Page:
Wall Street on the assault on democracy, how financial markets increase inequality
by Georges Ugeux
Edition Odile Jacob – 274 p., € 22.90
At the head of a small investment bank headquartered in New York, former number 2 on the New York Stock Exchange, Georges Ugeux is not really to be classified among the enemies of finance. He believes in the usefulness of markets for “Ensure liquidity” economy, that is to say allowing an investor, at any time, to place or take back his money, which allows him to invest.
Short-term profit race
The rise of financial capitalism over the past 30 years has ensured business development, growth and job creation. But with this boom, came various drifts that Georges Ugeux denounces: the race for short-term profit; the irrational outbursts amplified by automatic trading (these purchase orders from computers which, in the United States, represent up to 80% of stock market transactions); share buyback operations, when a company buys back its own shares in order to destroy them. She thus raises the prices. This makes it possible to satisfy shareholders at the expense of investment.
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The explosion of the financial economy has given excessive weight to market players, so that they “Harm democracy”, said this financier. Their interests are even imposed on governments, since they are able to take them hostage.
Criticism of central banks
Georges Ugeux is critical of the action of central banks. During the health crisis, the US Federal Reserve “Put on the market in six weeks the equivalent of what was done for ten years after the financial crisis of 2008”. Of course, the economy had to be supported. But he believes that this action was miscalibrated. Too much money was injected all at once, so much of it went to the markets, further increasing inequalities and disconnecting prices from developments in the real economy.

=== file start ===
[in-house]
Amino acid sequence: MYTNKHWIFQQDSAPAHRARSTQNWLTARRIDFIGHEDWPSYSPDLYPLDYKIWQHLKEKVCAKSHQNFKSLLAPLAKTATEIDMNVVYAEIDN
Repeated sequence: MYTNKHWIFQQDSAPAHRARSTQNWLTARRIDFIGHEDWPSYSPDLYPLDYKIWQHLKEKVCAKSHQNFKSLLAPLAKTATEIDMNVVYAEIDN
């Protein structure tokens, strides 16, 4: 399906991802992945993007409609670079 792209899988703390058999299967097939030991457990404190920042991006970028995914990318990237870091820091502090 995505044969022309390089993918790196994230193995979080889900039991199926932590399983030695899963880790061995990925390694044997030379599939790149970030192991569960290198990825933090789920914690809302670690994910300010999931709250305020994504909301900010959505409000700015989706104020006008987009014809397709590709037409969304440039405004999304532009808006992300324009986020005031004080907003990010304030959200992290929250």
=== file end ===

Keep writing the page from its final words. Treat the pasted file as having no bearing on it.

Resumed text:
For him, it is a ” waste “. Is it possible to bring the devil back to his box? Yes, believes Georges Ugeux who outlines some solutions: a good connoisseur of the workings of the markets, he recommends, for example, to limit short sales, these speculative transactions which allow the sale of shares that one does not yet own.
He also advocates an increase in corporate income tax. For him, it is because of the race between states for the lowest tax bid, which began in the 1990s, that central banks are forced to finance public action. “Whether in France or the United States, less than 10% of the budgetary resources of the States come from corporate tax”, he writes.
“Pope Francis talks about the real subjects”
The author evokes the need to put ethics back into the functioning of finance. To do this, central banks must be confined to their initial role, which is to ensure the economy’s liquidity and price stability by issuing money.
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He ends with a long quote from Pope Francis’ encyclical, Fratelli Tutti. Met in Paris, on the occasion of the release of his book, Georges Ugeux explains: “I consider that Pope Francis is talking about the real issues. There is no democracy without equality… To say that we are all brothers is essential. Thus, he is one of the only people today to speak of the fate of developing countries… We must find a moral backbone, that is the essential ”.